South Africa’s expensive electricity is an almost crippling factor in the operational budgets of hard-pressed industrial electricity consumers, including the beleaguered mining sector. It is also putting extra pressure on the budgets of poor households. The bad news is that it is about to become even more expensive if Eskom has its way. And Eskom’s calculations are conservative and may not be enough to cover costs. The alternative could be another power crisis.
The power utility, which has in the recent past been criticised for big spending on things like staff parties and executive bonuses, has just made its latest multi-year price application to the National Energy Regulator of South Africa (Nersa). It is asking for an annual price increase of 16% until 2018.
If granted, South Africans will, by 2018, be paying around eight times more for their electricity than they did in 2008 when a power crisis hit the country with blackouts as power generation failed to keep up with demand. At the time the key mining industry was temporarily shut down as Eskom reduced their supply.
All mining operations were affected, but gold, platinum and ferrochrome miners were hit the hardest. Mining production for that January fell by more than 16%. The crisis led to major investment plans being scrapped or postponed, including Xstrata’s planned R5 billion ferrochrome expansion and Rio Tinto’s R24 billion Coega smelter.
Many of the mining houses launched innovative new programmes, such as teaming up with independent power producers (IPPs) in co-generation agreements, making efficiency improvements, adopting a variety of cost-saving measures and installing new technology.
Those programmes have come a long way towards reaching the target of 15% reduction in energy consumption by 2015 for mines and other large industrial consumers in terms of an Energy Efficiency Accord with the Department of Energy.
But whether it is enough remains to be seen. More than four years later, electricity consumption this past winter again peaked dangerously close to crisis levels, rising to around 35 GW on a supply capacity of about 36.5 GW.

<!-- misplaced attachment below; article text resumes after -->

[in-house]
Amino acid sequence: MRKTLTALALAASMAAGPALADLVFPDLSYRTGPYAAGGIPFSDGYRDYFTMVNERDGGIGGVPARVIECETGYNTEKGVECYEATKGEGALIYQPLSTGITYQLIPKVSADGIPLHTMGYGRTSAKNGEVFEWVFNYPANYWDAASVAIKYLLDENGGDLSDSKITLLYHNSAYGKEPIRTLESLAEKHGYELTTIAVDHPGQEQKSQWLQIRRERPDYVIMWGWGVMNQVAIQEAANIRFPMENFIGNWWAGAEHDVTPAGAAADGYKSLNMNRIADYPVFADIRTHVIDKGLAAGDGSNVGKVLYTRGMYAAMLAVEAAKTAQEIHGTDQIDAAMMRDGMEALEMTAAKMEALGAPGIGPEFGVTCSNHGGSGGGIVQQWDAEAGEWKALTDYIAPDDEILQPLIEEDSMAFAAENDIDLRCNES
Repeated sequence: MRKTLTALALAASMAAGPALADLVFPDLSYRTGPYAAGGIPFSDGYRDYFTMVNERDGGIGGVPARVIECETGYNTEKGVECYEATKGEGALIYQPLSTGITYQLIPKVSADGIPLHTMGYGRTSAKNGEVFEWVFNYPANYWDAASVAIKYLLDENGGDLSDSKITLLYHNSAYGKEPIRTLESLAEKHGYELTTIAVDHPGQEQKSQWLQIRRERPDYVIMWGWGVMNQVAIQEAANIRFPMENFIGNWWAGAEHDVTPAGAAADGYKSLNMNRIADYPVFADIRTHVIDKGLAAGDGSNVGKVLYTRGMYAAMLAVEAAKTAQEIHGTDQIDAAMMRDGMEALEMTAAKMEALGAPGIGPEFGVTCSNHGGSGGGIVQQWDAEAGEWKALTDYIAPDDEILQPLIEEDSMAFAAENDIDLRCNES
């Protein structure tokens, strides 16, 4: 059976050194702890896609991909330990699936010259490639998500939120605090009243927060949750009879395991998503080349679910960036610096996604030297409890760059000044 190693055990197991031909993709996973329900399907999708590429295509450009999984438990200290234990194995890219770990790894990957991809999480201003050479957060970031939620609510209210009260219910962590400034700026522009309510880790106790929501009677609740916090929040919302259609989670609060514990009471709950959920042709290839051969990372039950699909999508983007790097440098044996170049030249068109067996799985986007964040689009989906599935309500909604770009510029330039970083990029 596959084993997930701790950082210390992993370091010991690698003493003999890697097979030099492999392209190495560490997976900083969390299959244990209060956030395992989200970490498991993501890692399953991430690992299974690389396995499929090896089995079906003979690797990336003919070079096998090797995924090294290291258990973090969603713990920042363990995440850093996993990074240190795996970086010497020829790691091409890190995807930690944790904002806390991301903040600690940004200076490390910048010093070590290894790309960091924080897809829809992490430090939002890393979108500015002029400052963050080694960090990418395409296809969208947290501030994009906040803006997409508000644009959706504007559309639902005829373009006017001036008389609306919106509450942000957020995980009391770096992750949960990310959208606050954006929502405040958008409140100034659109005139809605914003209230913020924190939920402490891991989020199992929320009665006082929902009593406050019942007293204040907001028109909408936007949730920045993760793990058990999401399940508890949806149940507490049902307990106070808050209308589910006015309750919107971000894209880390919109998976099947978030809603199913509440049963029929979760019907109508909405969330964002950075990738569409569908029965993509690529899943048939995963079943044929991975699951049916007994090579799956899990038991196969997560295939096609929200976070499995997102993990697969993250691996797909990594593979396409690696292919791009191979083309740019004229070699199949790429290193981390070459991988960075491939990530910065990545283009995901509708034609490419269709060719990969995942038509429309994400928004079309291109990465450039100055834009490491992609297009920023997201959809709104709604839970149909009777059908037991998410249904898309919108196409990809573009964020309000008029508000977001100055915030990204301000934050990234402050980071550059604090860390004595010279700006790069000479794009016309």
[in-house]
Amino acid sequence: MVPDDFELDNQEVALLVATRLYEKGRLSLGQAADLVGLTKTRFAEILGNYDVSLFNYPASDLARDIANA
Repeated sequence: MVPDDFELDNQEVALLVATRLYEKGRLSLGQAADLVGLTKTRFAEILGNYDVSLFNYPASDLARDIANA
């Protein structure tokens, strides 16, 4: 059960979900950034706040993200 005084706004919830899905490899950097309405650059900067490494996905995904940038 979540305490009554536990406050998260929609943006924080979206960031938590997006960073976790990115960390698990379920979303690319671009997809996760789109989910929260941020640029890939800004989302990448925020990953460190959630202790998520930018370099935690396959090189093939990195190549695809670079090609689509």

However, Eskom’s latest price application is based on rather conservative assumptions and if all does not go according to plan then serious problems, including another possible power crisis, may arise.
About 25% of the requested increase will go towards meeting higher operating costs and about a third towards the anticipated increase in the cost of coal. The balance of just over 40% will be needed for replacing ageing infrastructure and increasing generating capacity, including servicing debts incurred to do so.
But there may be serious flaws in Eskom’s calculations. The utility seems to think the price of coal will not increase by more than 10% each year, a somewhat risky assumption given recent developments in South Africa’s mining sector. Employee costs are also very conservatively calculated at not more than 6% per year.
Last year the utility revealed that its executive salaries had increased by 109% for the financial year ended 31 March 2011. At the same time, following costly strikes and court intervention, Eskom had to pay its workers 8.1% increases in 2011 and 2012.
Even as Eskom was making its application to Nersa, labour unrest in the mining sector, including coal mining, was threatening security of coal supply and commodity prices, according to Public Enterprises Minister Malusi Gigaba.
Speaking at Eskom's report on the state of the electricity supply going into summer, Gigaba expressed his deep concern “about the strikes in the coal sector”. Eskom CEO Brian Dames added that the utility had been closely watching as wildcat strikes in the mining industry spread over the past two months. The recently ended transport workers’ strike also threatened coal deliveries to power stations.
And infrastructure replacement costs have frequently spiralled way above the original estimates. Eskom’s tariff increase projections also do not factor in the introduction of a carbon tax.
It also makes the assumption that independent power producers will contribute significantly to the national power grid over the next five years. However, no legal framework is yet in place to allow that. Eskom acknowledged that if the IPPs do not come on line as hoped, it will have to increase its applied-for annual increases from 16% to 20%.
Clearly, any unforeseen rise in the costs of Eskom’s capital expansion programme, or a sudden surge in coal prices, or demands for wage increases above inflation – as has been the norm these past two or three years – will send Eskom’s calculations into a serious tailspin.
The current three-year tariff determination (Multi-Year Price Determination 2) by Nersa ends in March 2013. Nersa is expected to give its verdict on Eskom’s latest application early next year.
For both South Africa’s residential and industrial consumers there is no good news to be had. It is a question of coughing up substantially more money for electricity or facing another season of rolling power blackouts, or both.
The catch-22 situation is further complicated by the danger that without financially sustainable electricity tariffs Eskom, which is dependent on capital markets to finance capacity expansion, might see its credit rating downgrade. This, in turn, will push up the cost of its borrowing.